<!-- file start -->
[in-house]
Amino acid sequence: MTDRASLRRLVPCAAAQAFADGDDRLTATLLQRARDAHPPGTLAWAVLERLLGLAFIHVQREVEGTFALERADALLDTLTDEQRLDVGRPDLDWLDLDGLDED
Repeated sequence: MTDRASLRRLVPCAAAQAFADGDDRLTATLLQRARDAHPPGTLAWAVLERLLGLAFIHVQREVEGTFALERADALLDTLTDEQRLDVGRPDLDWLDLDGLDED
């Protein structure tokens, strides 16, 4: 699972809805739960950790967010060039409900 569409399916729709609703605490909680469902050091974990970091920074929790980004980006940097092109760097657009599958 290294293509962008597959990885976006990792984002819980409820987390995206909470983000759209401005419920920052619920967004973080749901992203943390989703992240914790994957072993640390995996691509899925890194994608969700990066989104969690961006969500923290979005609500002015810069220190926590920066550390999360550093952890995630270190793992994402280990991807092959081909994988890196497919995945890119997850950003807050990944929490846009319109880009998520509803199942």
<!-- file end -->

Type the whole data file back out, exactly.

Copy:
[in-house]
Amino acid sequence: MTDRASLRRLVPCAAAQAFADGDDRLTATLLQRARDAHPPGTLAWAVLERLLGLAFIHVQREVEGTFALERADALLDTLTDEQRLDVGRPDLDWLDLDGLDED
Repeated sequence: MTDRASLRRLVPCAAAQAFADGDDRLTATLLQRARDAHPPGTLAWAVLERLLGLAFIHVQREVEGTFALERADALLDTLTDEQRLDVGRPDLDWLDLDGLDED
């Protein structure tokens, strides 16, 4: 699972809805739960950790967010060039409900 569409399916729709609703605490909680469902050091974990970091920074929790980004980006940097092109760097657009599958 290294293509962008597959990885976006990792984002819980409820987390995206909470983000759209401005419920920052619920967004973080749901992203943390989703992240914790994957072993640390995996691509899925890194994608969700990066989104969690961006969500923290979005609500002015810069220190926590920066550390999360550093952890995630270190793992994402280990991807092959081909994988890196497919995945890119997850950003807050990944929490846009319109880009998520509803199942």